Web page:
Then-Vice President Joe Biden with Italian Prime Minister Matteo Renzi, left, and U.S. ambassador to Italy John Phillips in 2015. Photo: Tiberio Barchielli/Italian Prime Ministry/Anadolu Agency/Getty Images

President Biden is tempering the ambassadorial expectations of his big-dollar donors, signaling he won't hand out plum posts for months and hinting he'll nominate fewer of them than his predecessors.

The big picture: The president embraced the Democratic Party's push for diversity when choosing his Cabinet. Now lawmakers are pressuring him to extend it to his ambassador picks, meaning white male donors — the core of his fundraiser base — will be in serious competition for fewer spots.

What we are hearing: Biden is most likely to reward loyal politicians and former aides, with talk about former senators like Claire McCaskill headed for a gilded post in Europe.

  • On the policy-makers front, Julianne Smith, a former Biden aide, could be nominated as ambassador to NATO.
  • In the donor class, Denise Bauer, Obama's ambassador to Belgium, was a top fundraiser. She could return to Europe, possibly Paris, among the most coveted positions.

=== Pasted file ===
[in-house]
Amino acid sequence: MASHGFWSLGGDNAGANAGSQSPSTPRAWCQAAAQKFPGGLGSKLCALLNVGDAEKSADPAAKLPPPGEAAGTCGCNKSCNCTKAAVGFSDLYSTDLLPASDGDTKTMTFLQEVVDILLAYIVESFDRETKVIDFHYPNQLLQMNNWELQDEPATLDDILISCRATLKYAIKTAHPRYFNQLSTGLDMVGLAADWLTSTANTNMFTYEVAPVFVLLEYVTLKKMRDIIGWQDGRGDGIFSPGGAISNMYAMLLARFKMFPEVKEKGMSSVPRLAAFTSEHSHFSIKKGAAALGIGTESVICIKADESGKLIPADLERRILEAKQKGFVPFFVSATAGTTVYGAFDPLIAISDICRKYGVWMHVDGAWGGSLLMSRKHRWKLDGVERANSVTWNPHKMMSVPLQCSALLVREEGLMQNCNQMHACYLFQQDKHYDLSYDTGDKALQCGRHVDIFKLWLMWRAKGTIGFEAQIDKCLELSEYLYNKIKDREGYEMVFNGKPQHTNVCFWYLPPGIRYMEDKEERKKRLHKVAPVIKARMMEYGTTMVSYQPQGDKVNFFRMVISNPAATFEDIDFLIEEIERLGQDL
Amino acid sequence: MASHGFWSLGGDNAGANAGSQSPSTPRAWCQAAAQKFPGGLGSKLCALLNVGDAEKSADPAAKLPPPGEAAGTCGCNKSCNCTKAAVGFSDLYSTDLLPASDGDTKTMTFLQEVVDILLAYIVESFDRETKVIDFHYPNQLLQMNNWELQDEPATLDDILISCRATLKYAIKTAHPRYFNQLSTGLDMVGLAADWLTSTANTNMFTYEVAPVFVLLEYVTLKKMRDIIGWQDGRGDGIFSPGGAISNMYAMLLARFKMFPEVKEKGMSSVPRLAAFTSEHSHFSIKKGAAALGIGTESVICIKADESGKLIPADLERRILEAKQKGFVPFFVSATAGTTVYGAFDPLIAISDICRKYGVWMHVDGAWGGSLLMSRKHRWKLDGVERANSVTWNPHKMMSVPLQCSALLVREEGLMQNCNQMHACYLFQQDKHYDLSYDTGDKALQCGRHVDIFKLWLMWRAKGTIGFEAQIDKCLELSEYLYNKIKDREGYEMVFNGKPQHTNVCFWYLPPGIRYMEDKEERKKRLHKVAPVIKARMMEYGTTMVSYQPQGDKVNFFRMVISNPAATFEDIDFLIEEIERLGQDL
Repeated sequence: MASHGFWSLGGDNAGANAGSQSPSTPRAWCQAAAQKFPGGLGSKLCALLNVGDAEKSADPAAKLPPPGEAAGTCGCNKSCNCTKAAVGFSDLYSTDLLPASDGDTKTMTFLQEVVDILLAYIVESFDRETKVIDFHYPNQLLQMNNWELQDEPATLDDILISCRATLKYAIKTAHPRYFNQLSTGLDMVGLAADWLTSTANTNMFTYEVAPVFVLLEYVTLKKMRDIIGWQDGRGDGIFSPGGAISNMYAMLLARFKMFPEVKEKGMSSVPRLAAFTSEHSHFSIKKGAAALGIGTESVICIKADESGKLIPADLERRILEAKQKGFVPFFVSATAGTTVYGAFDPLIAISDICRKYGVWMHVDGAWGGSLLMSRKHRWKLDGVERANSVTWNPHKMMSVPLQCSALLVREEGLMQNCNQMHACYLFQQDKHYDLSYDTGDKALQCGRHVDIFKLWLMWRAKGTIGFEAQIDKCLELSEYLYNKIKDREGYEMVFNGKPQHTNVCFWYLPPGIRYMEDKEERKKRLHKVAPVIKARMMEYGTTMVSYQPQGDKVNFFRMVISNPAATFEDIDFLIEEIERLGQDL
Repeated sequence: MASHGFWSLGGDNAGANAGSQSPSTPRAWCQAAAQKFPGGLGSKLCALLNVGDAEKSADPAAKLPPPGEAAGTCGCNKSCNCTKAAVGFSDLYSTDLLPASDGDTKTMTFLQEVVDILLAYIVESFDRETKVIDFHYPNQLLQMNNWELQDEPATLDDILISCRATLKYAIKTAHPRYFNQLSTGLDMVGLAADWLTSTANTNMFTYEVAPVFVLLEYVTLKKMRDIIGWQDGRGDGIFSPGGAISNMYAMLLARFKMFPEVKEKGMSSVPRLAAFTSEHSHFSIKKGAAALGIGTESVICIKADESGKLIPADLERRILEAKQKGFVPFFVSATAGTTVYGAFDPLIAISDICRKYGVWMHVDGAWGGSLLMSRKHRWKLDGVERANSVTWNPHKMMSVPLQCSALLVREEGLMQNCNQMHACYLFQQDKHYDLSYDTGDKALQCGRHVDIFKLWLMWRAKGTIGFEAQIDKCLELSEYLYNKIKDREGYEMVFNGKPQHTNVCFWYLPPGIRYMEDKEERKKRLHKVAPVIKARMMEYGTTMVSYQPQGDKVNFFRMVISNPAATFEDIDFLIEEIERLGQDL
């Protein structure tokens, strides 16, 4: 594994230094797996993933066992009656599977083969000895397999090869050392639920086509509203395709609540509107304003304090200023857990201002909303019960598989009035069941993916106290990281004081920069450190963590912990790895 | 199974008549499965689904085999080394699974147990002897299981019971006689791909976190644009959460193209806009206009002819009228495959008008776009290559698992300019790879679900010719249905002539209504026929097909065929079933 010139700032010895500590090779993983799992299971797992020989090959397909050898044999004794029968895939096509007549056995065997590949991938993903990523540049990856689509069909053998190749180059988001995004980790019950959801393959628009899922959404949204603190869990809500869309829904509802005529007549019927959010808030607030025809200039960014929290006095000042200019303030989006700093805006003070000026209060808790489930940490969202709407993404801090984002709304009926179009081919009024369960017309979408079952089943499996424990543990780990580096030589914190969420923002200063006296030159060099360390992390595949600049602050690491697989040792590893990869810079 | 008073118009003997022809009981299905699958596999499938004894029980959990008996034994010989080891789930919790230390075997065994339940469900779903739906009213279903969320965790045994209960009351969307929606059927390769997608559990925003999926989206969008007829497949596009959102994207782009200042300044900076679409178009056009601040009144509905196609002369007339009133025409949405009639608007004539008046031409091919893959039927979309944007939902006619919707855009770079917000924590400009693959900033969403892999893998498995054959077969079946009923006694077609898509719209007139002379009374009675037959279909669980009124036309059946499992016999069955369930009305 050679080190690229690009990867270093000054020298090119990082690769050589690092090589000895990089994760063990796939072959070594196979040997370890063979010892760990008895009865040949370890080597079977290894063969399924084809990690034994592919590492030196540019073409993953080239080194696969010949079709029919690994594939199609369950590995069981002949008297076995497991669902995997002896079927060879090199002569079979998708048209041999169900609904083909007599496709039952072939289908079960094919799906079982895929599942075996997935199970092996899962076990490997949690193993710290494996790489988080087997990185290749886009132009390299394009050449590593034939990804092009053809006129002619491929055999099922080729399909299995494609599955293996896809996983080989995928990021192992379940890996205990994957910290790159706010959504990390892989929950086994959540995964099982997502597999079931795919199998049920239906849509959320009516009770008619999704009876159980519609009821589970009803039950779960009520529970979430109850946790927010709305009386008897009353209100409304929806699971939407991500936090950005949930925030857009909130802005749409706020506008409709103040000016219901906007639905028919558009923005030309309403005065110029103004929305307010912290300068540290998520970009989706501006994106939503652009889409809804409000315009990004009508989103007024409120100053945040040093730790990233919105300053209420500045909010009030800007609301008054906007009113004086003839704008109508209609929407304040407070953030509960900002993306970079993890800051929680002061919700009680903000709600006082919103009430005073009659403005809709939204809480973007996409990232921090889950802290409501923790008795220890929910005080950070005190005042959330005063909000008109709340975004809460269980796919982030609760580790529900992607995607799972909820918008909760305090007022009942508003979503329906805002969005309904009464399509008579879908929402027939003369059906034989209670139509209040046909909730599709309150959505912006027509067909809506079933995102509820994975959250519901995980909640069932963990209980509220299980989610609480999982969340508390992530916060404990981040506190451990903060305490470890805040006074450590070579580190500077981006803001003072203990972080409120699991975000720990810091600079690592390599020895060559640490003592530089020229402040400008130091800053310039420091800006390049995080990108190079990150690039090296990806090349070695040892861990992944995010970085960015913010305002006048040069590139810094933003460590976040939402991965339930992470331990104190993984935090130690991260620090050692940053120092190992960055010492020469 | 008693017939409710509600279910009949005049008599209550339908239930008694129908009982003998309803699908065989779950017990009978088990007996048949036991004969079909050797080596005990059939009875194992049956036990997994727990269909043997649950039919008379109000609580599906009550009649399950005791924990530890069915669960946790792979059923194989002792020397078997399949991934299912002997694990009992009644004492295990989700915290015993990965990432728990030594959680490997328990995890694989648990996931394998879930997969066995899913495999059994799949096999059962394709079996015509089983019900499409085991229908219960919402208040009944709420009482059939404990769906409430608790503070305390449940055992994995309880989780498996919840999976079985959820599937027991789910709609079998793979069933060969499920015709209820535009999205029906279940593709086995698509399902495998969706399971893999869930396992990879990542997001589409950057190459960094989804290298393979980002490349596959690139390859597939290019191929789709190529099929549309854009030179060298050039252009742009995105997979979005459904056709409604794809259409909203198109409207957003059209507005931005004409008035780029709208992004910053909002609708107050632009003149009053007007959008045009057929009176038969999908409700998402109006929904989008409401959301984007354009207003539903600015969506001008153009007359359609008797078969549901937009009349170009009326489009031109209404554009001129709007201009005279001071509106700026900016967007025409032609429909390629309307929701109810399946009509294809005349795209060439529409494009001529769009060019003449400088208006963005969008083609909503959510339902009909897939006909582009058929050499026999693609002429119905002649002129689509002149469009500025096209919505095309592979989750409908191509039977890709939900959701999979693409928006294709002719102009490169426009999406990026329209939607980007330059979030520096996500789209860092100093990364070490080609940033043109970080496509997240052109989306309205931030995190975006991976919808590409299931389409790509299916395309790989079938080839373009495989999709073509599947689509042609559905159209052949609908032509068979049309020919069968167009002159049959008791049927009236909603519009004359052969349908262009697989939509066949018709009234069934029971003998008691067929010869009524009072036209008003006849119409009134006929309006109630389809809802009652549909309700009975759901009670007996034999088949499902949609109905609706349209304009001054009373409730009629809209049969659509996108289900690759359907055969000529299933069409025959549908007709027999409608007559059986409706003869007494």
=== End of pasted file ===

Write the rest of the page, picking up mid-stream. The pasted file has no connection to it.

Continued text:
• Doug Hickey, another big Biden donor, also is interested in a foreign posting.
  • James Costos, a former HBO executive who served as Obama’s ambassador to Spain, has expressed interest in the United Kingdom, but many others are interested, including David Cohen, a Comcast executive.
  • Louis Frillman, a real estate investor, and Nathalie Rayes, president of the Latino Victory Project, have told associates they're interested in Madrid or another European post.

The big question: The ambassadorship to China has recently gone to former politicians, giving Beijing the prestige of a big-branded name and the White House the comfort that its envoy will have a political antenna to detect any potential problems.

  • If Biden names Disney executive chairman Robert Iger, who has told Biden officials he’s interested, it would break that mold.

Biden is scheduled, weather permitting, to visit the State Department on Monday, a symbolic showing as he seeks to re-invigorate diplomacy and underscore America’s commitment to allies and partners. He's also expected to deliver remarks about his foreign policy initiatives.

  • While the president certainly will name some donors to top posts, others are getting nervous they’ll be passed over and are feverishly pressing their cases.
  • While more than 800 individuals and couples raised more than $100,000 for Biden's presidential bid, the more elite group of "bundlers" raised well above that amount and also gave the maximum of $620,000 to the Biden Victory Fund.

By the numbers: Biden will likely make non-career nominations for about 30% of the roughly 190 total ambassadorships, leaving 70% for the career Foreign Service, according to people familiar with the matter.